Conquering a short oval was makes things that much more special for Pagenaud, as he explained.
“I mean, I’m just super proud. To me, short oval is probably the hardest skill to have to win an oval,” he said. “Obviously, Indianapolis is more of a chess game, being there on the longer race, 500 miles. But here it’s very physical. You got to stay very clear in your head, despite being taxed physically, and also you need to keep up with the car very aggressively with traffic.”
Teammate Will Power detailed that Chevrolet has been hard at work to match the somewhat unexpected speed from the Honda teams, and firmly believes they’ll be strong at both Indianapolis races.
“Obviously some tracks suited the Honda a little bit better. But, you know, I feel like we’re going to be good,” Power affirmed. “I mean, we were good at Barber. I think we’ll be good at Indy road course. Chevy’s been working really hard to have a great engine for the 500, which I’m very confident in those guys because they do such a good job. I think they could come up with something pretty good.”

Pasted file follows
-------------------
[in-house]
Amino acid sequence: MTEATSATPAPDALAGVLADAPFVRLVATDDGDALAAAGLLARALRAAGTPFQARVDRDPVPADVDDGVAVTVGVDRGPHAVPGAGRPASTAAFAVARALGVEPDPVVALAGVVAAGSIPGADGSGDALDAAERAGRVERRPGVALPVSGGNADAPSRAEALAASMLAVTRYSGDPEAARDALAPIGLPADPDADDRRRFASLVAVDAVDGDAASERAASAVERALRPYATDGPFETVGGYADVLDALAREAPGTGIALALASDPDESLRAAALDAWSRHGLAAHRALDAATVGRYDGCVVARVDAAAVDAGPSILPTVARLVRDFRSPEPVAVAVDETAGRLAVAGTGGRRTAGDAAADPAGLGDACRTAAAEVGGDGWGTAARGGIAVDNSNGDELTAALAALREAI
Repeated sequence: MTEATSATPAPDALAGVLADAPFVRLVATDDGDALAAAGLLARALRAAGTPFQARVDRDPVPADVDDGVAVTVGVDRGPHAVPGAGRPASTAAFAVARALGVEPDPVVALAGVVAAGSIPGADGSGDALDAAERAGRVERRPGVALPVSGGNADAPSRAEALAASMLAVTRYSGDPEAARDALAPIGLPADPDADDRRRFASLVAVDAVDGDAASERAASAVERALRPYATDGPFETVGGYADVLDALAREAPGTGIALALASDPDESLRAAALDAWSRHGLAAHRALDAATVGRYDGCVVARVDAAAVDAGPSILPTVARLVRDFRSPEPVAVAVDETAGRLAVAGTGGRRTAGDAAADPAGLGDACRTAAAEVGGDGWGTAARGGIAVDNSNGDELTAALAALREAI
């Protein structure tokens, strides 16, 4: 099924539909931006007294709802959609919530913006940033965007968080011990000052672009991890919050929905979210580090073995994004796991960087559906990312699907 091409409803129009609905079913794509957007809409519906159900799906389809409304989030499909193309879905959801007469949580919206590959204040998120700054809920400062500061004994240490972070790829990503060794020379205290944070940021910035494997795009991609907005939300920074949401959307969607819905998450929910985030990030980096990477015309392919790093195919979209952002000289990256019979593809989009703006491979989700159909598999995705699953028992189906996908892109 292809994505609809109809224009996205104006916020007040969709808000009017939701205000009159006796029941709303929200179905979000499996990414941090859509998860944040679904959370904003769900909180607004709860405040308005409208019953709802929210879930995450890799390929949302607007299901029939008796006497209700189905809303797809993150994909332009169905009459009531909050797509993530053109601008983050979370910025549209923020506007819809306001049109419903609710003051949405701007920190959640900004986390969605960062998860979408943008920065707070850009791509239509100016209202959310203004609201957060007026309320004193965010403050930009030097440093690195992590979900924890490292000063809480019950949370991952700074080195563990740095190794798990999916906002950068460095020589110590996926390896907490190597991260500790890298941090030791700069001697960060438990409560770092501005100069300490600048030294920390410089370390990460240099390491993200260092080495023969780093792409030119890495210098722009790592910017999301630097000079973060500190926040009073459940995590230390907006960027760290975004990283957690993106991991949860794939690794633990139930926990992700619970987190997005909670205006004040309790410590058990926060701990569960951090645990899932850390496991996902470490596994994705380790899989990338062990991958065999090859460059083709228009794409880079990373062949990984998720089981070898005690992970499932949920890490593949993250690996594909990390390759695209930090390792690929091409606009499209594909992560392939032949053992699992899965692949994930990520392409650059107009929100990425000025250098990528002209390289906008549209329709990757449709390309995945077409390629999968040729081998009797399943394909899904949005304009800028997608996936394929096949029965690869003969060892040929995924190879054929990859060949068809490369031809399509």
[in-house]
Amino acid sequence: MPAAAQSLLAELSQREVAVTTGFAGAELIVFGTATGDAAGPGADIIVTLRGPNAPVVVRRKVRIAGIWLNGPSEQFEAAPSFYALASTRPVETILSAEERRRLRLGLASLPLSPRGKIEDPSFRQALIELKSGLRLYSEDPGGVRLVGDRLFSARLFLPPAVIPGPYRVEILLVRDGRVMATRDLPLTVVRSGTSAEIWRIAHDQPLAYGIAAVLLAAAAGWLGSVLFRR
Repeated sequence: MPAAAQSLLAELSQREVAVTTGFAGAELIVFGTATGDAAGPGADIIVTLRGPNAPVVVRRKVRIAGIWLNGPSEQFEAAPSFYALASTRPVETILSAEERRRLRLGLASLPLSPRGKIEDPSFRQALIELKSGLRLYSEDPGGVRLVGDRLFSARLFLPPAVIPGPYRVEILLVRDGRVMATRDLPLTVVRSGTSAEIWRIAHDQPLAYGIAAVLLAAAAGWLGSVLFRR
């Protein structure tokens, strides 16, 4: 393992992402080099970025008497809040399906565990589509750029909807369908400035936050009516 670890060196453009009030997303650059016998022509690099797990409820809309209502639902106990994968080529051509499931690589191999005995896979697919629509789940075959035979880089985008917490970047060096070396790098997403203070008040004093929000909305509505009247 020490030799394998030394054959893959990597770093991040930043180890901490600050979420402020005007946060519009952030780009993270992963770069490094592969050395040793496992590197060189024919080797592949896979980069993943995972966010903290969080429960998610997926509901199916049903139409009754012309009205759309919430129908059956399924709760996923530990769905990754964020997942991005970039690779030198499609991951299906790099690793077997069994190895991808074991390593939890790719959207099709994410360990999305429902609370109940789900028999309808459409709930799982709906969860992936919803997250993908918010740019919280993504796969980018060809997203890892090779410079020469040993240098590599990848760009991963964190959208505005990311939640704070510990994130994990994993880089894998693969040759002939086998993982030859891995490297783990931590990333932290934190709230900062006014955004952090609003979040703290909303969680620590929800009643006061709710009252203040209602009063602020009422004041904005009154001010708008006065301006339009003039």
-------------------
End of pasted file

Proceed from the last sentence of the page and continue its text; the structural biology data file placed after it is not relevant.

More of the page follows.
Pagenaud’s win vaults him into the championship lead by 18 points over Scott Dixon, while Power rocketed into the top ten and currently sits seventh in the standings.
JR Hildebrand had one of the best weekends of his Verizon IndyCar Series career at the Desert Diamond West Valley Phoenix Grand Prix. After returning from a broken hand suffered at the Toyota Grand Prix of Long Beach, the Californian qualified a career-best third and went on to finish third. The result is his first top five since Long Beach in 2013 and his first podium since the 2011 Indianapolis 500.
Hildebrand explained in the post-race press conference that he knew Ed Carpenter Racing would be strong on short ovals, and he felt pressure to make good on their potential.